In the Press
Monday, November 19, 2018United States: Judge Allows Class-Action Lawsuit by Mentally Ill Veterans The Associated Press
Monday, November 19, 2018Nightly Business Report CNBC
Friday, November 16, 2018China’s Orwellian Social Credit Score Isn’t Real—A Commentary by Jamie Horsley Foreign Policy
Friday, November 16, 2018‘It’s A Scandal’ — Inside The Fight To Hold The Military Accountable For Medical Malpractice Task & Purpose
Wednesday, November 7, 2018
CRIT Files Joint Amicus Brief in Support of Health Plans
On November 5, 2018, Yale Law School’s Collaboration for Research Integrity and Transparency (CRIT) and the leading nonprofit legal advocacy organization Public Justice filed a joint amicus brief in the case In re Avandia Marketing, Sales Practices & Products Liability Litigation (“In re Avandia Marketing”), Case No. 18-2259, currently pending before the United States Court of Appeals for the Third Circuit. The amicus brief argues that certain documents containing information on a diabetes medication with a contentious clinical and regulatory history should be made available to the public.
In 2010, health benefit providers (health plans) began bringing lawsuits against GlaxoSmithKline (GSK), alleging that GSK had deceptively marketed its diabetes drug Avandia (rosiglitazone maleate). (GSK previously pled guilty to misconduct involving Avandia and other drug products, including failure to report certain safety data to the FDA.) During the In re Avandia Marketing litigation, the parties submitted various documents to the trial court. These documents include clinical, marketing, and regulatory information on Avandia. At GSK’s request, and over the objection of the health plans, the trial court sealed the summary judgment documents, keeping them secret from the public. In the In re Avandia Marketing appeal, the health plans now ask the Third Circuit to unseal the documents so that the public may see their contents.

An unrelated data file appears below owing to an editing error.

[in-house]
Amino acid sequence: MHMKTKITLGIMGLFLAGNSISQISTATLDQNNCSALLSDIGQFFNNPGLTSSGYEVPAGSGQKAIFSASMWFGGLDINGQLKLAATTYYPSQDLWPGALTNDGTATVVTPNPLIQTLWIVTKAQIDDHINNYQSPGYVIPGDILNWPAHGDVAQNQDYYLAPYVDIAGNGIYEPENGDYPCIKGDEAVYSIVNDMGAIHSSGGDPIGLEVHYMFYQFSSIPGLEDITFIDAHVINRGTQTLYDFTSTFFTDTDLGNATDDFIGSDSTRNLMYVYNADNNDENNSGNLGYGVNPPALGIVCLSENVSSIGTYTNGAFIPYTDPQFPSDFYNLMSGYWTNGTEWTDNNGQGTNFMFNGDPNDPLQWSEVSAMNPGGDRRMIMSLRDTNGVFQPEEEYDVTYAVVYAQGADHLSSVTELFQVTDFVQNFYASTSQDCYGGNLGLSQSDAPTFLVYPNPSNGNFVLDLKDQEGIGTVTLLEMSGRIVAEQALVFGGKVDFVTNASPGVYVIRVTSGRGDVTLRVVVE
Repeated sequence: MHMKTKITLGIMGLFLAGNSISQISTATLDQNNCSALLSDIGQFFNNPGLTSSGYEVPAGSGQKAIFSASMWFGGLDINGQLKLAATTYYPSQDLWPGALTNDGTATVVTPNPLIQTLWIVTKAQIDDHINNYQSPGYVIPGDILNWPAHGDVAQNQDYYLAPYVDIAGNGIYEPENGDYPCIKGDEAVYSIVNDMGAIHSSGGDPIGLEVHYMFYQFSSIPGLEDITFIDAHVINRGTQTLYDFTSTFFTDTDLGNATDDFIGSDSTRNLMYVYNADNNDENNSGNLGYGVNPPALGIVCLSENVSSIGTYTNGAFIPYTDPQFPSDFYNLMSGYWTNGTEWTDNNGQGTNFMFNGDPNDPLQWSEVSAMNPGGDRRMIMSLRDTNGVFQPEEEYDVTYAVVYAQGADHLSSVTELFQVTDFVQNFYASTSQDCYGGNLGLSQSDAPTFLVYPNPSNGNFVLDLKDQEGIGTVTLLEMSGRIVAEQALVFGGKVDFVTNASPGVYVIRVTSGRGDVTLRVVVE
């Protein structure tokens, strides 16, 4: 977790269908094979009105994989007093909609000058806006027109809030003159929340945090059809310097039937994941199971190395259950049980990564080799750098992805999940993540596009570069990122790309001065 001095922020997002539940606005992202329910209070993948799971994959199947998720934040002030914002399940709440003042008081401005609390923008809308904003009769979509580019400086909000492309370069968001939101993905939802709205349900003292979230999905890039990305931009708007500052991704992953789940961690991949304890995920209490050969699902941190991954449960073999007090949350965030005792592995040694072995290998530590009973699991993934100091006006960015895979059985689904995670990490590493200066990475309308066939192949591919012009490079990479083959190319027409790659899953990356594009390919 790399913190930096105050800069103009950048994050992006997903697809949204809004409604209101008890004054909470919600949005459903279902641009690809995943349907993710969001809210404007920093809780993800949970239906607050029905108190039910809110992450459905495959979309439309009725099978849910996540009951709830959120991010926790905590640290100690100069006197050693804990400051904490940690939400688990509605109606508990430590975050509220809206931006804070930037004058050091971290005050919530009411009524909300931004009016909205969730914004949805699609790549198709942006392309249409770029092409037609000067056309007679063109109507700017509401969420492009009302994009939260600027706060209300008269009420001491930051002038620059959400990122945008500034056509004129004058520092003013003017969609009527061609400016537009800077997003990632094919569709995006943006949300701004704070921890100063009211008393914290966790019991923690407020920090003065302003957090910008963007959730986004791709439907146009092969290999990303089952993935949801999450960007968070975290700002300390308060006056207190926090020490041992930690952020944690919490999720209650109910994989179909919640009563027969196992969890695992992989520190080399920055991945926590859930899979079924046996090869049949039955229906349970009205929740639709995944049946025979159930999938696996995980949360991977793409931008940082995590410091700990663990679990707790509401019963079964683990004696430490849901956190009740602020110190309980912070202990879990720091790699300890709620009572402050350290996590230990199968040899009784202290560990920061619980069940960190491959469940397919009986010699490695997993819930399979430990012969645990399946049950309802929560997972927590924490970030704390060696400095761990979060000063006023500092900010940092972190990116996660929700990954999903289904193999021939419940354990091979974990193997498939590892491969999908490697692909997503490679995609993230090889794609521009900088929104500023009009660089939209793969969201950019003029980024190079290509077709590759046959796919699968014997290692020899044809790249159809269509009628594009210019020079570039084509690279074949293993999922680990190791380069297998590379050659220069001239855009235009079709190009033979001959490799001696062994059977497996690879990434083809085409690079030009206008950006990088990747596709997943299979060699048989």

CRIT and Public Justice submitted their amicus brief in support of the health plans and in support of unsealing the disputed documents. These documents could provide doctors and patients with important information on the risks and benefits of Avandia and could shed additional light on the scope of GSK’s misconduct. The amicus brief explains that the district court failed to apply the correct legal standard in deciding to seal the documents. The amicus brief explains why the public has rights, under both the common law and the U.S. Constitution, to access these documents.
“We hope that our amicus brief helps to inform the Third Circuit of the correct legal standard for sealing court documents, and we hope that the Third Circuit orders the documents unsealed so that the public may learn more about the risks and benefits of Avandia,” said Margaret E. McCarthy, Executive Director of CRIT.
The Collaboration for Research Integrity and Transparency (CRIT) is an interdisciplinary initiative launched in 2016 at Yale Law School, Yale School of Medicine, and Yale School of Public Health, whose mission is to promote health by improving the integrity and transparency of biomedical and clinical research. A recent CRIT white paper explains the importance of transparency in clinical research.
Public Justice is a national public interest legal organization that specializes in precedent-setting, socially significant civil litigation, with a focus on fighting corporate and governmental misconduct.